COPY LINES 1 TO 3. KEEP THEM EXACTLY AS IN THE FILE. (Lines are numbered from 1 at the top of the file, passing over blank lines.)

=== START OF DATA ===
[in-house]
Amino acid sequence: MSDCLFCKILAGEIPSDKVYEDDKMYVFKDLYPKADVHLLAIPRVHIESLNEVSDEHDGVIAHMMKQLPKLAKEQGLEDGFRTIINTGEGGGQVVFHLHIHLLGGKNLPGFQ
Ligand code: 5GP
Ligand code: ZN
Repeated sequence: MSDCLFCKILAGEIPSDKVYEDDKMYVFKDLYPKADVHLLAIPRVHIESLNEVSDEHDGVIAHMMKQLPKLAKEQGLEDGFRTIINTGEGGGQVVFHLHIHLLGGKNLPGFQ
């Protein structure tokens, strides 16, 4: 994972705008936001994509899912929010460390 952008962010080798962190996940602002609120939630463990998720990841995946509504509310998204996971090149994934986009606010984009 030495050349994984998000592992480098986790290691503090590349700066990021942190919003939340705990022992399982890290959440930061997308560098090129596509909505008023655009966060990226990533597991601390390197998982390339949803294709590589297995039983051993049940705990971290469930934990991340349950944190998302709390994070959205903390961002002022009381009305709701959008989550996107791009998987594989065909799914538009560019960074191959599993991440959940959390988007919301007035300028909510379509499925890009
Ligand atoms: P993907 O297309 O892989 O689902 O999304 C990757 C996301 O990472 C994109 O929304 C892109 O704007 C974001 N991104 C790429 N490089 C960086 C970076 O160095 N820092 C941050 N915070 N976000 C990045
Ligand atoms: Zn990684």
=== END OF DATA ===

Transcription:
[in-house]
Amino acid sequence: MSDCLFCKILAGEIPSDKVYEDDKMYVFKDLYPKADVHLLAIPRVHIESLNEVSDEHDGVIAHMMKQLPKLAKEQGLEDGFRTIINTGEGGGQVVFHLHIHLLGGKNLPGFQ
Ligand code: 5GP